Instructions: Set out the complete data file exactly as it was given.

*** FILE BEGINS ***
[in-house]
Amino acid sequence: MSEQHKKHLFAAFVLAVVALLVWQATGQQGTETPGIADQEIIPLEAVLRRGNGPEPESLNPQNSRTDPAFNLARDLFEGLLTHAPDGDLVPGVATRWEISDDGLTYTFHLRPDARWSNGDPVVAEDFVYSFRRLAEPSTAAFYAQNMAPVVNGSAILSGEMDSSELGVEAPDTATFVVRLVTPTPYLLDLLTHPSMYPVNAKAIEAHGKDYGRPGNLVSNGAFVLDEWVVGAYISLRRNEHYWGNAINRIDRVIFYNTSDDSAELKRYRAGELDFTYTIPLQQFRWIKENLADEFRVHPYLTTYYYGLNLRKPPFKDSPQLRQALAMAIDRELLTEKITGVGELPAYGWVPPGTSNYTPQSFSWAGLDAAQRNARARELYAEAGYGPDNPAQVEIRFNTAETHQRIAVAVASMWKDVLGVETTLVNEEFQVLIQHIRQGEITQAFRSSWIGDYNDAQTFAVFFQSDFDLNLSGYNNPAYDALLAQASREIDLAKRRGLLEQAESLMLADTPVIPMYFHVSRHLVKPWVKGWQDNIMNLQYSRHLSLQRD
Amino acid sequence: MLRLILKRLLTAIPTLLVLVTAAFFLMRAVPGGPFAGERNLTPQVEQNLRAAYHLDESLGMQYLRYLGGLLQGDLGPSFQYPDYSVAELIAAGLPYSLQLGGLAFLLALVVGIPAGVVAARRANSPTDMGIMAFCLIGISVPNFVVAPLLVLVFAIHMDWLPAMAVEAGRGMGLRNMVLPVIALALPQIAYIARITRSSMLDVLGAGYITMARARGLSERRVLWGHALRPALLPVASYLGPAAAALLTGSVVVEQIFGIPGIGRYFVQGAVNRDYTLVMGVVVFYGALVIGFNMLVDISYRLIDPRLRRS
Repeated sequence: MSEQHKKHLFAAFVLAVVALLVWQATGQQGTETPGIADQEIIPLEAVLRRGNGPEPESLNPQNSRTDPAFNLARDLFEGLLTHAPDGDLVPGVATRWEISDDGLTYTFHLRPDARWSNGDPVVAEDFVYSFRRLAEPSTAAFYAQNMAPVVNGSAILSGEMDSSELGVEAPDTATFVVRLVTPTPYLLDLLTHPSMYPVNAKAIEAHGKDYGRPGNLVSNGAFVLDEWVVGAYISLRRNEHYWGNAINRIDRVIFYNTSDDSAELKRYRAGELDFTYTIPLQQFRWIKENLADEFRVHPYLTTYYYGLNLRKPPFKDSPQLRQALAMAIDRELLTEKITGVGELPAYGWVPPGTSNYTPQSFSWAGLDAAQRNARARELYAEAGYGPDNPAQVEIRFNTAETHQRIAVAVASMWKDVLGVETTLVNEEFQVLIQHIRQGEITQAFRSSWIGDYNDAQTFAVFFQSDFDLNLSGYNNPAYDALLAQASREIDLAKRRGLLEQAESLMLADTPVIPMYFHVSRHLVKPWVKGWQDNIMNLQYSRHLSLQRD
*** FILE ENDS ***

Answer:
[in-house]
Amino acid sequence: MSEQHKKHLFAAFVLAVVALLVWQATGQQGTETPGIADQEIIPLEAVLRRGNGPEPESLNPQNSRTDPAFNLARDLFEGLLTHAPDGDLVPGVATRWEISDDGLTYTFHLRPDARWSNGDPVVAEDFVYSFRRLAEPSTAAFYAQNMAPVVNGSAILSGEMDSSELGVEAPDTATFVVRLVTPTPYLLDLLTHPSMYPVNAKAIEAHGKDYGRPGNLVSNGAFVLDEWVVGAYISLRRNEHYWGNAINRIDRVIFYNTSDDSAELKRYRAGELDFTYTIPLQQFRWIKENLADEFRVHPYLTTYYYGLNLRKPPFKDSPQLRQALAMAIDRELLTEKITGVGELPAYGWVPPGTSNYTPQSFSWAGLDAAQRNARARELYAEAGYGPDNPAQVEIRFNTAETHQRIAVAVASMWKDVLGVETTLVNEEFQVLIQHIRQGEITQAFRSSWIGDYNDAQTFAVFFQSDFDLNLSGYNNPAYDALLAQASREIDLAKRRGLLEQAESLMLADTPVIPMYFHVSRHLVKPWVKGWQDNIMNLQYSRHLSLQRD
Amino acid sequence: MLRLILKRLLTAIPTLLVLVTAAFFLMRAVPGGPFAGERNLTPQVEQNLRAAYHLDESLGMQYLRYLGGLLQGDLGPSFQYPDYSVAELIAAGLPYSLQLGGLAFLLALVVGIPAGVVAARRANSPTDMGIMAFCLIGISVPNFVVAPLLVLVFAIHMDWLPAMAVEAGRGMGLRNMVLPVIALALPQIAYIARITRSSMLDVLGAGYITMARARGLSERRVLWGHALRPALLPVASYLGPAAAALLTGSVVVEQIFGIPGIGRYFVQGAVNRDYTLVMGVVVFYGALVIGFNMLVDISYRLIDPRLRRS
Repeated sequence: MSEQHKKHLFAAFVLAVVALLVWQATGQQGTETPGIADQEIIPLEAVLRRGNGPEPESLNPQNSRTDPAFNLARDLFEGLLTHAPDGDLVPGVATRWEISDDGLTYTFHLRPDARWSNGDPVVAEDFVYSFRRLAEPSTAAFYAQNMAPVVNGSAILSGEMDSSELGVEAPDTATFVVRLVTPTPYLLDLLTHPSMYPVNAKAIEAHGKDYGRPGNLVSNGAFVLDEWVVGAYISLRRNEHYWGNAINRIDRVIFYNTSDDSAELKRYRAGELDFTYTIPLQQFRWIKENLADEFRVHPYLTTYYYGLNLRKPPFKDSPQLRQALAMAIDRELLTEKITGVGELPAYGWVPPGTSNYTPQSFSWAGLDAAQRNARARELYAEAGYGPDNPAQVEIRFNTAETHQRIAVAVASMWKDVLGVETTLVNEEFQVLIQHIRQGEITQAFRSSWIGDYNDAQTFAVFFQSDFDLNLSGYNNPAYDALLAQASREIDLAKRRGLLEQAESLMLADTPVIPMYFHVSRHLVKPWVKGWQDNIMNLQYSRHLSLQRD